West coast of Hoy, Scotland, United Kingdom


Sean Morley
Point Bonita California United States
“Marking the north side of the entrance to the Golden Gate, Point Bonita is a spectacular outcrop of pillow basalt topped by what was once the last manned lighthouse on the California coast.

“This fact hints at the potentially treacherous nature of this unique location. Why unique? Well, possibly nowhere else do you find the interaction of the greatest natural forces on earth so beautifully displayed and yet enhanced by man’s own contribution.

“Tide, wind and swell collaborate to erode rock thrust upwards by tectonic forces defined by the San Andreas Fault that divides the earth’s crust just a couple of miles offshore. Despite this, man has created one of the most recognizably stunning architectural wonders of the world. Point Bonita offers one of the best views of the Golden Gate Bridge with Alcatraz and the San Francisco skyline as a backdrop.

“The Pacific Ocean has carved many exciting features into the rocks of the Marin Headlands, none more spectacular than the natural arch that adorns the rocky cove overlooked by the lighthouse. Long period swell from the north west is persistent in the winter and south swell is not uncommon in summer.

“As a general rule, anything more than 10-foot at 10 seconds will shut down all the best features. There are more complex rock garden areas on California’s west coast but Point Bonita is all about power and beauty and should always be treated with respect.”

Sean Morley

Point Bonita, California, United States


Simon Osbourne
Finistère, Brittany, France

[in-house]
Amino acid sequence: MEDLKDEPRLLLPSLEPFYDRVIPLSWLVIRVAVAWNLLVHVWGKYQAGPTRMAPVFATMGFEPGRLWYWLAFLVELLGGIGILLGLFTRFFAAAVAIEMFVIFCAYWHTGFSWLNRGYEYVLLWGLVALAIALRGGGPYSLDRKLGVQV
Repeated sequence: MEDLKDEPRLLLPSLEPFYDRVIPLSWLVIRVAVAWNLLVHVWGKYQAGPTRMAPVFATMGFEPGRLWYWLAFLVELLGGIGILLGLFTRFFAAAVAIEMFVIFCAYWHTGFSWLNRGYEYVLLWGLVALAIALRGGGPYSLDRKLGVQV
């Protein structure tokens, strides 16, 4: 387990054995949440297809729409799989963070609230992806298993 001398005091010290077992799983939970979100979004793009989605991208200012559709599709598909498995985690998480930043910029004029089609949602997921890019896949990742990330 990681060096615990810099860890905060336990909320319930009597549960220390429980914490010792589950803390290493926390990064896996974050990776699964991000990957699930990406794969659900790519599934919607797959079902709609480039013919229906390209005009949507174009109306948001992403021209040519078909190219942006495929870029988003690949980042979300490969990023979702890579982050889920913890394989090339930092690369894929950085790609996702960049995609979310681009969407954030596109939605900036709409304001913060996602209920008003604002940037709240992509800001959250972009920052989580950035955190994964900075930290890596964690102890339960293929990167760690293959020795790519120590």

“I have been taking groups to Brittany for many years and it is always a highlight of my calendar. The incredible variety of environments is what makes it special for me. The tidal races of Pointe du Raz are simply breathtaking. The tide rips around the headland over a series of jagged rocks that stretch out into the Atlantic.

“Combine this with exposure to the North Atlantic swells, it is a testing environment on even the calmest days. The rock hopping is some of the best I have ever found in the world with miles and miles of coastline with stacks caves and arches. Top this off with lots of sheltered water options and surf beaches you really can find some great paddling whatever the weather.”

Simon Osbourne

Finistère, Brittany, France


Tara Mulvany
Fiordland southern New Zealand
“Because it’s like the final frontier, you can go paddling for weeks, even months and barely see anyone. It’s wild, remote and incredibly beautiful and for more days than not, the weather forecast is for storm or gale warning in force, torrential rain and 5+metre seas.

“Vertical walls of the fiords are covered in thick rainforest and you can paddle under plummeting waterfalls, beside snow covered mountains and up meandering rivers. Then in the evenings you can light raging bonfires on beaches and cook your catch of the day – the biggest blue cod you’ll ever see!

“It’s a place you can go to escape and immerse yourself in the wilderness, where life is simplified and everything around you is raw and powerful.

“When the storms come so do the birds, and huge albatross come out to play. On calm days you’ll see seals lazing on the rocks, penguins hopping up into the undergrowth to their burrows, and if you’re lucky, you can surf the wakes of the dolphins. It doesn’t get much better than that.”

Tara Mulvany

Fiordland, southern New Zealand


About thepaddlerezine (654 Articles)
Editor of The Paddler magazine and Publisher of Stand Up Paddle Mag UK.

1 Comment on Sea kayakers – “Which is your favourite location and why?” Paddlers 21-26

  1. I have a soft spot for the Andaman Coast of Thailand. There are miles of empty beach, uninhabited islands one can own for a night or a week, massive mangrove estuaries, plenty of surf when the swell is up, super friendly people, amazing scenery and – of course – superb Thai food wherever there is a village. Check out my website for some photos and videos.